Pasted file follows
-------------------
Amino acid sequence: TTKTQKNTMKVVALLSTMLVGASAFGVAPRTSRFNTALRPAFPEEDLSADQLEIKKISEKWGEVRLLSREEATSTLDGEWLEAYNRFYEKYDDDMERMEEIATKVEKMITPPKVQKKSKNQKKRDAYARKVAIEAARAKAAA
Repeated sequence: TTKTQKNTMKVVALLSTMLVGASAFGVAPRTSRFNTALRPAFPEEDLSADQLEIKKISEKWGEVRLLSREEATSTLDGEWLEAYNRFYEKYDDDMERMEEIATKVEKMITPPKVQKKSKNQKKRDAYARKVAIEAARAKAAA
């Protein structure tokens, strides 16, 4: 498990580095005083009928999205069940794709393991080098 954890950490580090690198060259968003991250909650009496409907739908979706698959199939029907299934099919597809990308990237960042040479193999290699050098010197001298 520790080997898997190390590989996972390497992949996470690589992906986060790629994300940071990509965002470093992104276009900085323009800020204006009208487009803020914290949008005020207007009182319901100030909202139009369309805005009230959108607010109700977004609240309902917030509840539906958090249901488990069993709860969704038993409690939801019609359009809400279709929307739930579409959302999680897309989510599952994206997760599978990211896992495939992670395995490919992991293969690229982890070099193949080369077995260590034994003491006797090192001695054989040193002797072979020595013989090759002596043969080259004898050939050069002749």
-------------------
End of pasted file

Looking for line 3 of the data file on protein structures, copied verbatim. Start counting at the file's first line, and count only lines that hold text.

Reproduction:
């Protein structure tokens, strides 16, 4: 498990580095005083009928999205069940794709393991080098 954890950490580090690198060259968003991250909650009496409907739908979706698959199939029907299934099919597809990308990237960042040479193999290699050098010197001298 520790080997898997190390590989996972390497992949996470690589992906986060790629994300940071990509965002470093992104276009900085323009800020204006009208487009803020914290949008005020207007009182319901100030909202139009369309805005009230959108607010109700977004609240309902917030509840539906958090249901488990069993709860969704038993409690939801019609359009809400279709929307739930579409959302999680897309989510599952994206997760599978990211896992495939992670395995490919992991293969690229982890070099193949080369077995260590034994003491006797090192001695054989040193002797072979020595013989090759002596043969080259004898050939050069002749």